It is often said that you can only go forward by making mistakes.

In many cases, that’s true. Providing you learn from them, of course. However, some things are worth getting right the first time around, one of them being your retirement planning.

Having enough money to support you when you stop working may not seem like a big deal now. However, pensioner poverty is unfortunately very real, and increasingly common. Careful planning can prevent this, but new research reveals that thousands of people are making basic mistakes.

The analysis, conducted by Prudential, found that while Pension Freedoms, introduced in 2015, were generally positive, three fundamental mistakes are still being made. So what exactly are they?

And more importantly, how can you make sure that you aren’t making them?

Mistake #1: Relying on house price growth to help fund retirement

The survey of financial advisers found that 51% said too many people were relying on the value of their home increasing to help fund retirement.

Since the bottom of the last housing slump, the value of the average home has risen from around £162,000 to nearly £210,000 (Source: Nationwide). This has led many people to believe that they will be able to use the increased value of their house to help fund their retirement.

However, there are serious problems with this approach. We have previously written about the ‘Six reasons why your house isn’t your pension!’, which can be summarised as:

  1. Your home doesn’t (usually at least) produce an income
  2. You probably don’t want to live with a stranger (read the article for a fuller explanation of that one!)
  3. Downsizing is a myth
  4. Equity release is very much a last resort
  5. It’s risky to rely on the value of one asset rising
  6. There are better alternatives

You can read the full article by clicking here.

Mistake #2: Relying on an inheritance to help fund retirement

The survey also found that 48% of financial advisers believe many people are too reliant on receiving inheritances to help fund their retirement.

There are some obvious drawbacks with this approach, including:

  1. Putting it bluntly, the person who you believe will be leaving money to you, may not have died by the time you want to retire
  2. The money due to you could be eroded in part, or almost completely, through Inheritance Tax (IHT) or the cost of care
  3. The person leaving you the money may change their mind

Mistake #3: Failing to plan and take responsibility

Relying on the value of your house to rise, or receiving an inheritance, to fund your retirement is (and forgive us for saying so) a very lazy way of planning. In fact, can it even be called planning?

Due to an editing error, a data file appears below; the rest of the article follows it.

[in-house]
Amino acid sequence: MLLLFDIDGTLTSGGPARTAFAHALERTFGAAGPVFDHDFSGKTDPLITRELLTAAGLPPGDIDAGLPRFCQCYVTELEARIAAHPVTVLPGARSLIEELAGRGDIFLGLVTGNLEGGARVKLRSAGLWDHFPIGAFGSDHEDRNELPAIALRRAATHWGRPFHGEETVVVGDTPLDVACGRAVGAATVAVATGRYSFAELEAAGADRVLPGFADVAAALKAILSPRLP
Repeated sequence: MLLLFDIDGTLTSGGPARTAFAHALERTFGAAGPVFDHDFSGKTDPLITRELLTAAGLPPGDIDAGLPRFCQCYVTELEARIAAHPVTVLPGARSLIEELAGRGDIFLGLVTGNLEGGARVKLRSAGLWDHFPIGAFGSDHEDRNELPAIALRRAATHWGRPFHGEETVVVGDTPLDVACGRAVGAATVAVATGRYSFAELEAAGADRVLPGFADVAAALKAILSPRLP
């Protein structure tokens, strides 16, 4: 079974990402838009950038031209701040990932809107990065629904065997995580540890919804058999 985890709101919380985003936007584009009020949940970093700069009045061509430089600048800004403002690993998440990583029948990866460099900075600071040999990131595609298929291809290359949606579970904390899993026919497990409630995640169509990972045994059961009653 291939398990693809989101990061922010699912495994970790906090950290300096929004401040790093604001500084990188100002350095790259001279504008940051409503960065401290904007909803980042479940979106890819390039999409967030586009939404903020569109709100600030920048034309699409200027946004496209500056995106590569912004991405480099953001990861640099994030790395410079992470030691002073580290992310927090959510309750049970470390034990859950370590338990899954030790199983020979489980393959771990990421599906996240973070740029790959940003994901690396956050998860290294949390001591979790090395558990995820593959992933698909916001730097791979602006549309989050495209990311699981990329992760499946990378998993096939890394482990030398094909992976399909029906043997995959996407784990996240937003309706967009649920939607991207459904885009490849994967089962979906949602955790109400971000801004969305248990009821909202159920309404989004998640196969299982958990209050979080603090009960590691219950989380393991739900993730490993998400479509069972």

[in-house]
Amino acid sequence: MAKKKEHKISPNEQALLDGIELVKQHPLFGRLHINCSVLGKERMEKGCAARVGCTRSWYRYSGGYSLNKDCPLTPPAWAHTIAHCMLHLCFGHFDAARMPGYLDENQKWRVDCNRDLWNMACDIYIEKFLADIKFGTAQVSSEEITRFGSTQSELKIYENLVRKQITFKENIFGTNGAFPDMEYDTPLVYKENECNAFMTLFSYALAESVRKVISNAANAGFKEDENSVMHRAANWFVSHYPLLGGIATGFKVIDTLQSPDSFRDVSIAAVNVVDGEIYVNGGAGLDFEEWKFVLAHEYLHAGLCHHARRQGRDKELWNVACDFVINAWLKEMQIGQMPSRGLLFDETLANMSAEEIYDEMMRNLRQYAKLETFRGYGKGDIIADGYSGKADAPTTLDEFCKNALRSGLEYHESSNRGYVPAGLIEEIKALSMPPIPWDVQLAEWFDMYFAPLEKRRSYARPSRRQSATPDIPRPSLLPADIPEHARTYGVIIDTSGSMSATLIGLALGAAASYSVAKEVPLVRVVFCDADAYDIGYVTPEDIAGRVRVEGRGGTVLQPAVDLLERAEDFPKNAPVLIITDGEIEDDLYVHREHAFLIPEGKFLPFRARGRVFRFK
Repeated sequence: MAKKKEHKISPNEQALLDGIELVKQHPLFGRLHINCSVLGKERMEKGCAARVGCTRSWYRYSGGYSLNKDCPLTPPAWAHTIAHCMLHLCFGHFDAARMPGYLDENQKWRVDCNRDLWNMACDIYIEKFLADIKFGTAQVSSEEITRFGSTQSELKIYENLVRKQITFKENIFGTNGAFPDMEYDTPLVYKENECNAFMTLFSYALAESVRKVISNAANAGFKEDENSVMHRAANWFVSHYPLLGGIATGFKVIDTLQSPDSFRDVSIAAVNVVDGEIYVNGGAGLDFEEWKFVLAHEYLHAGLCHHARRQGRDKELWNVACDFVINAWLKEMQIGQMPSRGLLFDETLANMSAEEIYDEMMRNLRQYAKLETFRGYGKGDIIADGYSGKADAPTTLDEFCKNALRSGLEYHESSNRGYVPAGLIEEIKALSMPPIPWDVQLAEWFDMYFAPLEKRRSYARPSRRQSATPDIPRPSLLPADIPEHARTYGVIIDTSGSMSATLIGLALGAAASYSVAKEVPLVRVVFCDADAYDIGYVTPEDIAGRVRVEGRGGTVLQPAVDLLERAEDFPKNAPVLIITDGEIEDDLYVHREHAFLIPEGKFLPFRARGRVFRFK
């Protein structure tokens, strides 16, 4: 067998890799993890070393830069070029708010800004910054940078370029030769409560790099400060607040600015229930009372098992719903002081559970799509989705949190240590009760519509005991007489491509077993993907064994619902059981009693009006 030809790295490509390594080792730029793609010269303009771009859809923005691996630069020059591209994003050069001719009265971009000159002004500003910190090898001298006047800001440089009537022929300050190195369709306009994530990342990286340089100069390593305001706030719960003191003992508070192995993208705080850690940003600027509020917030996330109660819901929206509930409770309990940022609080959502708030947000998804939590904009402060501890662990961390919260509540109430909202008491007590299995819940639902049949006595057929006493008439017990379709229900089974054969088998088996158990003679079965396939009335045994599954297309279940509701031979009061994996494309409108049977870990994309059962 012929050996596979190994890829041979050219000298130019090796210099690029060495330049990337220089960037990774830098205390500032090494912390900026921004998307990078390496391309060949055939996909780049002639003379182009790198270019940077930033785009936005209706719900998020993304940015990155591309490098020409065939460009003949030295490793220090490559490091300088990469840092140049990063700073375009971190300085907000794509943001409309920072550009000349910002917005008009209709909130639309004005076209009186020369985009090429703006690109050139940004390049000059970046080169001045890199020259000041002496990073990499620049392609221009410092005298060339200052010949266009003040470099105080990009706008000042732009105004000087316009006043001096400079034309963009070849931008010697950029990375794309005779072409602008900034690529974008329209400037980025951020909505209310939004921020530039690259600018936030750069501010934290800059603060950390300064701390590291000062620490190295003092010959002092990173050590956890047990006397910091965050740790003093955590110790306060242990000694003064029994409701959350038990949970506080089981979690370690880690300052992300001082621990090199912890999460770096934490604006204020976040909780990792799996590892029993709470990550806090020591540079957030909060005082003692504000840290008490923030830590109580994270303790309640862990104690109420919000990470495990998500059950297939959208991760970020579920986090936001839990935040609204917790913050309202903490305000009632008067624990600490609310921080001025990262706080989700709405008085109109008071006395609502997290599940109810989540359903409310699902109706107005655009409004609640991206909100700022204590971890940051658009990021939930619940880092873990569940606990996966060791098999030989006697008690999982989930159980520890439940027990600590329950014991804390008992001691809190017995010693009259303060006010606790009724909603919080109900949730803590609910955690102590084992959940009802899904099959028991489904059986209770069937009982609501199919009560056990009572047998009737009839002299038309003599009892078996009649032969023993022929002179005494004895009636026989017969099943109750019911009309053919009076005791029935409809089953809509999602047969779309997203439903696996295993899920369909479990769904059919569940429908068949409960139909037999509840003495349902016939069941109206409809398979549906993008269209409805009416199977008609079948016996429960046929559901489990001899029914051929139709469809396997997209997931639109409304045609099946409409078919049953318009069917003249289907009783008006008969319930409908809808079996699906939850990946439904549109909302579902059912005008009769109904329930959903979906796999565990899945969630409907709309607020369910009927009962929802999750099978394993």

Technically it’s waiting, for two things which may or may not happen (both of which are out of your control).

Those people who retire successfully, possibly early, and achieve everything they want to in their retirement, are those who:

Plan carefully: By starting to think about retirement many years before they are due to finish work and understanding what they want out of retirement and how much it will cost them. Once these things are known, a plan can be put in place to help you achieve them.

Take control: By planning carefully, putting money aside sensibly, and taking advantage of any assistance along the way, such as employer pension contributions and tax-relief, you will stay in control of your retirement planning.

Make sacrifices: Planning for retirement is a balancing act; living for today, while putting enough aside to secure your financial future. There’s no doubt that the relatively new Pension Freedom rules have made pensions, and retirement planning more generally, attractive once again. But, if you are going to stay in control of your retirement, you’re going to have to put some money aside and start planning.

Good news for people who plan carefully and take control

As well as revealing these common mistakes, the survey also showed that advisers believe Pension Freedoms to be a generally positive development:

  • 66% said that the new rules are enabling people to better plan their retirement
  • 43% said the new rules will deliver a more comfortable retirement for people
  • 58% said Pension Freedoms would mean advisers could help more people with their retirement

However, those people who will be able to take fullest advantage of the new rules are those who have planned, stayed in control and built up capital. That gives them options, which they will not have if they are waiting for house prices to rise, or (and there’s no easy way to say this) for someone to die.

If you are making one of these three mistakes, or, you just don’t know whether your retirement plans are on track, Jane and Ben are here to help.

Call them on 0113 262 1242 or complete our online enquiry form by clicking here.